Manuscripts/Mixed Material Interview with Eugene H. Bird
BIRD: Yes, toward the end of 1943. So instead of marching directly into the trenches, they sent me to the Navy Officer Training Program—of all places, in Montana. I went to a little Jesuit college for a year and then to the University of Washington. I decided that I was going to be a journalist. I'd been editor of my junior high school and high school newspapers and had always been oriented toward journalism—as had my sister, to some extent. I intended to graduate from journalism school and probably go into newspaper work, which I did, too, eventually.
Meantime, during World War II, I was trained as a mechanical engineer. I always was good at mathematics. That affected my career in the Foreign Service eventually, because, as I could add long lists of numbers and get economic concepts into my head pretty easily, I ended up on what I would call the political-economic side of the “cone” in the Foreign Service. That's one of the reasons that I eventually became very much interested in petroleum economics and a lot of the basic reporting on OPEC [Organization of Petroleum Exporting Countries] in the early years of that organization. Everyone was sort of afraid of reporting on this “monopoly” organization that had obvious consequences for the most important of the American business firms overseas—the petroleum companies.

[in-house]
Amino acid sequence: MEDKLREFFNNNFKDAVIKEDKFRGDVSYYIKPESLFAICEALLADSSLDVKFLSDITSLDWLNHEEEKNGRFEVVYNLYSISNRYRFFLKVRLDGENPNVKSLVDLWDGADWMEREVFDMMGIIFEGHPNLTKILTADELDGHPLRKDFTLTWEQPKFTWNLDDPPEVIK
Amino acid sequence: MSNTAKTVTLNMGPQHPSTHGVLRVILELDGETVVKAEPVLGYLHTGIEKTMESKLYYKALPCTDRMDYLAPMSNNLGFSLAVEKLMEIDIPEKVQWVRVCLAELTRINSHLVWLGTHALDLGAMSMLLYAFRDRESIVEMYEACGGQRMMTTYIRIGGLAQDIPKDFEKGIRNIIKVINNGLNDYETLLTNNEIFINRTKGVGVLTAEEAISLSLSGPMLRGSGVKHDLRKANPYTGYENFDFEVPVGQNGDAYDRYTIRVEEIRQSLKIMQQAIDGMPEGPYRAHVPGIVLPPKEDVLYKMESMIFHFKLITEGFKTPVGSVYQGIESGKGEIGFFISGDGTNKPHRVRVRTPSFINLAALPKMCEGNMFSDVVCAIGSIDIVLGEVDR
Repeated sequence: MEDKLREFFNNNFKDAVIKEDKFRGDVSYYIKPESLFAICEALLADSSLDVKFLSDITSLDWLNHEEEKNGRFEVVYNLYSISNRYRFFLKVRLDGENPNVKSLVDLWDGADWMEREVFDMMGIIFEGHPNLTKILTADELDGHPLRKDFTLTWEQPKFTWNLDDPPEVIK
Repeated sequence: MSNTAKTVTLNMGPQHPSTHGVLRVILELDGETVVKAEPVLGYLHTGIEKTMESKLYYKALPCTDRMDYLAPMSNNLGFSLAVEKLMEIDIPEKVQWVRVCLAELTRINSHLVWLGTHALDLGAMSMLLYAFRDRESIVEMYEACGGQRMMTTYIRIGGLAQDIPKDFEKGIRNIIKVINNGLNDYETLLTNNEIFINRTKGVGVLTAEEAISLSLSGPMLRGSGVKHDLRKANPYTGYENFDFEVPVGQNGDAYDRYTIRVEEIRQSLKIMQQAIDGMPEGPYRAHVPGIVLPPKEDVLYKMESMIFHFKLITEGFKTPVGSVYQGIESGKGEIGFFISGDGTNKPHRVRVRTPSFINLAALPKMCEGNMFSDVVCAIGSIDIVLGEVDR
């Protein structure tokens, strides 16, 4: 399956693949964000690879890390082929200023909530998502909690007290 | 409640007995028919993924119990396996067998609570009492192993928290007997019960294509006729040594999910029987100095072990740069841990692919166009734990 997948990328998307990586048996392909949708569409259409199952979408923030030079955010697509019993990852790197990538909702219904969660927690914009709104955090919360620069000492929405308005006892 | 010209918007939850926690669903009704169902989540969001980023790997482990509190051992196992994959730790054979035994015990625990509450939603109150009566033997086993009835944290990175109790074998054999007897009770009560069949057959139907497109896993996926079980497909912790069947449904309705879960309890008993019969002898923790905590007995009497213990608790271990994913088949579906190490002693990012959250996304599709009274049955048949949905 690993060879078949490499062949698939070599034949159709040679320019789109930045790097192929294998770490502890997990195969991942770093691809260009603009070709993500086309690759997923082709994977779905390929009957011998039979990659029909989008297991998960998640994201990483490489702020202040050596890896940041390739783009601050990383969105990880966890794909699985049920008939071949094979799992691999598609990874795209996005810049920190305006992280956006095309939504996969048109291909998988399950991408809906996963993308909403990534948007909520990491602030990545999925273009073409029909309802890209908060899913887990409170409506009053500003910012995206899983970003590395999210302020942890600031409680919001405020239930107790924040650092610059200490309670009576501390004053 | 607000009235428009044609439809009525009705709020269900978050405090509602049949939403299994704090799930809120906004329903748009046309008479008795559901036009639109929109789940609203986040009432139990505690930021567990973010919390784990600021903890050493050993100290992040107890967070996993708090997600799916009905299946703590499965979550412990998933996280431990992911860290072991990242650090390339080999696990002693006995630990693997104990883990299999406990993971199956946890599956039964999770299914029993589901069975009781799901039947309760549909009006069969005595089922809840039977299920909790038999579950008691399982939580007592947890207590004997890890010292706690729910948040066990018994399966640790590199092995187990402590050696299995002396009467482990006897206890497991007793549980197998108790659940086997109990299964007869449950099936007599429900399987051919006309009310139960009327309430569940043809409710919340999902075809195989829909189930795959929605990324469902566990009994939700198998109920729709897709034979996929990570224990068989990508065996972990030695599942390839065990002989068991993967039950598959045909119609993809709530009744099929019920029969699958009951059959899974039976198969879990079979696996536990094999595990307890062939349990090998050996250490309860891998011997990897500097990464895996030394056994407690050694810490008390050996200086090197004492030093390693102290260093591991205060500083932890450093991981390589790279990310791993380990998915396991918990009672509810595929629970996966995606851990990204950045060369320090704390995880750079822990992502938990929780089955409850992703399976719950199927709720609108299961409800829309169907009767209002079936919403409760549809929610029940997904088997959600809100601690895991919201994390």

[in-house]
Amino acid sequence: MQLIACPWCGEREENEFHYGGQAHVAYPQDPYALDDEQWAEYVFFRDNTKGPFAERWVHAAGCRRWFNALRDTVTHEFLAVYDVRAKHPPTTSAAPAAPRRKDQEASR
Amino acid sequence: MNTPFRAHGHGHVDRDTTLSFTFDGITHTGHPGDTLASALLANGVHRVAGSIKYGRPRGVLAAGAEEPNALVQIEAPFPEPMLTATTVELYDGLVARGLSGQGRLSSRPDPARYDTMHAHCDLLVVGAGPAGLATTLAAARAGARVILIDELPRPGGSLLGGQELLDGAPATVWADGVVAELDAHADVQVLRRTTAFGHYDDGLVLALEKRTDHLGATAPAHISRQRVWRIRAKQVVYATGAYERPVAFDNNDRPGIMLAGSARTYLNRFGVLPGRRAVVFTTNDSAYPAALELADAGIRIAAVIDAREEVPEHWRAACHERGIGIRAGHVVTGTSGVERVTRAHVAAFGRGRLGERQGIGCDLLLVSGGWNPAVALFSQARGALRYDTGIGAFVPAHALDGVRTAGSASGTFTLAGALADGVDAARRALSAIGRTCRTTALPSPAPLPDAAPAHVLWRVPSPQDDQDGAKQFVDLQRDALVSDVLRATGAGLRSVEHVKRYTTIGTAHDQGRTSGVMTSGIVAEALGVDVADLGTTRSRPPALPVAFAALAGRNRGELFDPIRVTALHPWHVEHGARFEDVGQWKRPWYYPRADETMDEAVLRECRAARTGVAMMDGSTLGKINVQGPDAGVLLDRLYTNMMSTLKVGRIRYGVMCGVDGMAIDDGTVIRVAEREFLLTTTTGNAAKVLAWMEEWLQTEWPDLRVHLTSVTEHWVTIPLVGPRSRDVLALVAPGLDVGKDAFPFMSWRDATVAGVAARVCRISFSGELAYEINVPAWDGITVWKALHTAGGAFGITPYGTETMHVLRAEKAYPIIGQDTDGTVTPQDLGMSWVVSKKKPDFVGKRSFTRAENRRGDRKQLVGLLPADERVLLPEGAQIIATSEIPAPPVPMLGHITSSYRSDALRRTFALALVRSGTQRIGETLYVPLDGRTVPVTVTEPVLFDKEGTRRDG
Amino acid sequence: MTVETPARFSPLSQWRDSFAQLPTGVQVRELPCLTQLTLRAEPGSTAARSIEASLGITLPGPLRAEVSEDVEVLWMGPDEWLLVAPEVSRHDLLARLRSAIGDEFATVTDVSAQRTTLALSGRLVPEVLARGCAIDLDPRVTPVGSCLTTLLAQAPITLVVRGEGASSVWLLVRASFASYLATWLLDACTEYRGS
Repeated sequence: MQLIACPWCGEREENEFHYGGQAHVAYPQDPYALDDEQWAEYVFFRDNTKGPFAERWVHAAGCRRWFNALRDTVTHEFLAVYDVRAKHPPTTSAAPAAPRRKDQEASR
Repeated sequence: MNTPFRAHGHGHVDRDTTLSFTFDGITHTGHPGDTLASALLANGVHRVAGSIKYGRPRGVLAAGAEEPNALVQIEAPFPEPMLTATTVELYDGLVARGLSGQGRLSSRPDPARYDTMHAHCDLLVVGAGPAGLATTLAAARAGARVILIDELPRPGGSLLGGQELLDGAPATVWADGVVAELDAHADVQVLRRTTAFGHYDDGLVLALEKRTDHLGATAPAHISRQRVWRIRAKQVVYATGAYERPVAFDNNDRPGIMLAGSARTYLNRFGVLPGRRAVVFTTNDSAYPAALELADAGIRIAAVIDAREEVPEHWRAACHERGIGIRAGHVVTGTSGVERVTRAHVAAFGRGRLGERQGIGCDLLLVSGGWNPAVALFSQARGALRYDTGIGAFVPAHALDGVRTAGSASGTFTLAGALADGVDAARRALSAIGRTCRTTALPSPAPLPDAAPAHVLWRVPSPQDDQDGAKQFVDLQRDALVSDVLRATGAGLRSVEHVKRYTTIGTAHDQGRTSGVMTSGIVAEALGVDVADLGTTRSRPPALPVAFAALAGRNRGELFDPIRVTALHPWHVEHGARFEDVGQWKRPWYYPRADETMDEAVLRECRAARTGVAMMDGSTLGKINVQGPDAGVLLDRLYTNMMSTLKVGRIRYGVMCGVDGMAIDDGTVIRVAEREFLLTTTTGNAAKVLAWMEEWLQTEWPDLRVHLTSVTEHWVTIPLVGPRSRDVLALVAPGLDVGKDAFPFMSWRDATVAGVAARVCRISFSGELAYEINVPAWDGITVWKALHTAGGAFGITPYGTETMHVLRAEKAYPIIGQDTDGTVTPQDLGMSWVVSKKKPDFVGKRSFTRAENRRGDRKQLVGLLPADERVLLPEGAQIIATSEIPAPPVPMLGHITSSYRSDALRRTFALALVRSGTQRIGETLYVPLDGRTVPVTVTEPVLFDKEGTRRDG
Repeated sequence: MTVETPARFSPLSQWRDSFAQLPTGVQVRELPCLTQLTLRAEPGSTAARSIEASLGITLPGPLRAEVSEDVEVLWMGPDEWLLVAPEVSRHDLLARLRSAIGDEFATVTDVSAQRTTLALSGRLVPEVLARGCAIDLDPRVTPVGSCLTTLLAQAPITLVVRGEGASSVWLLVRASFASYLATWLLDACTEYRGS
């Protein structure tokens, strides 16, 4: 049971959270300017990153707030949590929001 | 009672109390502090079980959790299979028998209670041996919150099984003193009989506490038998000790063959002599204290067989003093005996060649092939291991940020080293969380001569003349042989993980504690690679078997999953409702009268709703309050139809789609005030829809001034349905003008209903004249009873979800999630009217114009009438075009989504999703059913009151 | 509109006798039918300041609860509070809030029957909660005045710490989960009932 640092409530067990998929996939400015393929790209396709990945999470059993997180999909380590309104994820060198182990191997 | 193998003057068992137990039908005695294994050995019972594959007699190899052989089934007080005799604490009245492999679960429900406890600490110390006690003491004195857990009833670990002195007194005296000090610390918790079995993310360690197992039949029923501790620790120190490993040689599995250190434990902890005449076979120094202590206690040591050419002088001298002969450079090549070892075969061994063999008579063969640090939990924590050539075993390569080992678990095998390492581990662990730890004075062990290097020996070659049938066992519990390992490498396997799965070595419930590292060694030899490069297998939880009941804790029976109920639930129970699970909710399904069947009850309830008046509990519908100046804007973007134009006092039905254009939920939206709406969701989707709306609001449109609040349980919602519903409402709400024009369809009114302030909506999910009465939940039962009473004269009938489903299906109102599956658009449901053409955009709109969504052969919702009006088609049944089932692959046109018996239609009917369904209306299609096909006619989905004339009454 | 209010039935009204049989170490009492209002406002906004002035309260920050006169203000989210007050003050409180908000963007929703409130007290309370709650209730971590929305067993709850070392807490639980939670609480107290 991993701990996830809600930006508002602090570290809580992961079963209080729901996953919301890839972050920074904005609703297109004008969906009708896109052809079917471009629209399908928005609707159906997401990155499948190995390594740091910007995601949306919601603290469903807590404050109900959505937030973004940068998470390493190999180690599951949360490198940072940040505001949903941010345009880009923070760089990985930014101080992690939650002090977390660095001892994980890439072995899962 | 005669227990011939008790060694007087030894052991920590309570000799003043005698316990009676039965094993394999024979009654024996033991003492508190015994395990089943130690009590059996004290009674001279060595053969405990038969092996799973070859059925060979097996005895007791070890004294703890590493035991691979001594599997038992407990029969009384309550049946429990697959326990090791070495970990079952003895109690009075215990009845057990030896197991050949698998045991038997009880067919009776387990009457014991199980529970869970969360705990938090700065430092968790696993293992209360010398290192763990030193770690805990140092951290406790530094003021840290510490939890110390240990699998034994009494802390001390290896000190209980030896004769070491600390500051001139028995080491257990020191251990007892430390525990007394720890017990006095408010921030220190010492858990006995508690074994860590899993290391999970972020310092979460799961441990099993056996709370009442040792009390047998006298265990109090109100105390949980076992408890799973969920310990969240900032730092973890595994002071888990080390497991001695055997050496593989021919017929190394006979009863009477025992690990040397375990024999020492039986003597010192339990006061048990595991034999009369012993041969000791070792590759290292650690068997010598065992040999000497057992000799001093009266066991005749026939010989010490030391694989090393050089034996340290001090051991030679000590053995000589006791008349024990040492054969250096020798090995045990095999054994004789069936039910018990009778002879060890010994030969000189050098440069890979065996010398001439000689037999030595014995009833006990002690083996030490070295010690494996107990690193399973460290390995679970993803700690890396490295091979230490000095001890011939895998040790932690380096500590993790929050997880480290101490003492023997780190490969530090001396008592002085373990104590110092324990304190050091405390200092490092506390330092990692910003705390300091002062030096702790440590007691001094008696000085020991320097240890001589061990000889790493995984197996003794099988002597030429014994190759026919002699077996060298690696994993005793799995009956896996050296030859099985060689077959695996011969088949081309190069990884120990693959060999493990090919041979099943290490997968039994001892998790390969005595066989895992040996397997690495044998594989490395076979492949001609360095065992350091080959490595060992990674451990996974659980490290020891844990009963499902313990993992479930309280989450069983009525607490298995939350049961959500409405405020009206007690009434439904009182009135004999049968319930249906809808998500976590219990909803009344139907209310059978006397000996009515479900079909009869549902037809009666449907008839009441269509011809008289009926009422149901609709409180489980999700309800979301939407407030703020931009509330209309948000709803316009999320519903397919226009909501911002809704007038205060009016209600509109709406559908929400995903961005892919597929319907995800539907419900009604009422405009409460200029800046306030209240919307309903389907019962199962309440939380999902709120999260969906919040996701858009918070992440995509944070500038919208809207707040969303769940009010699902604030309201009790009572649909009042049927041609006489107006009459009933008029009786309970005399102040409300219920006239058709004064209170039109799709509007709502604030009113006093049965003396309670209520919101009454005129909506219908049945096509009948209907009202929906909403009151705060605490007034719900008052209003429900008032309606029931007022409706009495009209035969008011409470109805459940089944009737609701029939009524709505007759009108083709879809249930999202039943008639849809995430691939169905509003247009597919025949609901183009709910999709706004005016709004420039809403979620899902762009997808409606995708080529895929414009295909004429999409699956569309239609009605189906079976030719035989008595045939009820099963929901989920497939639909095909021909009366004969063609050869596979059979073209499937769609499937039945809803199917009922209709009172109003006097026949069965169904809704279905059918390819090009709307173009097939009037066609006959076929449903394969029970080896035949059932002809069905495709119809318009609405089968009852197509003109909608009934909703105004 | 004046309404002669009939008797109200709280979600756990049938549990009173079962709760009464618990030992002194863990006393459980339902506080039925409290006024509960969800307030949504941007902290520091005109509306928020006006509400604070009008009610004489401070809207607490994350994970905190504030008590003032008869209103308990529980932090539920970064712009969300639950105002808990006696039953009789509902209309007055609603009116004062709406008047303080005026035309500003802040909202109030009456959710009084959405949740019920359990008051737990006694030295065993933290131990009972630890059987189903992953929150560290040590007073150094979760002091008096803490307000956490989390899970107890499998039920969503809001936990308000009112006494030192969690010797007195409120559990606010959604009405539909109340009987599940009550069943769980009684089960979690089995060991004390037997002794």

After receiving my commission in the Navy, I served only for about two years, after the war was over. I spent some time as editor of the “Navy News” in Guam and the Marianas Islands. I came back [to the continental U. S.] after putting in my required time and went to journalism school.
Q: Where did you go to journalism school?
BIRD: Right in town, in Eugene, Oregon, [at the University of Oregon]. Maybe that was one of the reasons that I went there. I knew all of those people. I'd been on the campus since high school days, as editor of the high school newspaper. I was also involved to a considerable extent in politics in Oregon. I became a member of the Young Republicans and, during my first stint as the editor of a real newspaper, a small town newspaper in Hood River, Oregon—surely one of the most beautiful little towns in the world—I became involved with Senator Wayne Morse. The publisher of the Hood River newspaper was one of his big supporters. That [relationship with Morse] lasted all during my Foreign Service career. Wayne Morse was always the kind of person I could go back to and talk to. He was on the Senate Foreign Relations Committee.
Q: One might cast him as being an internationalist, liberal Republican.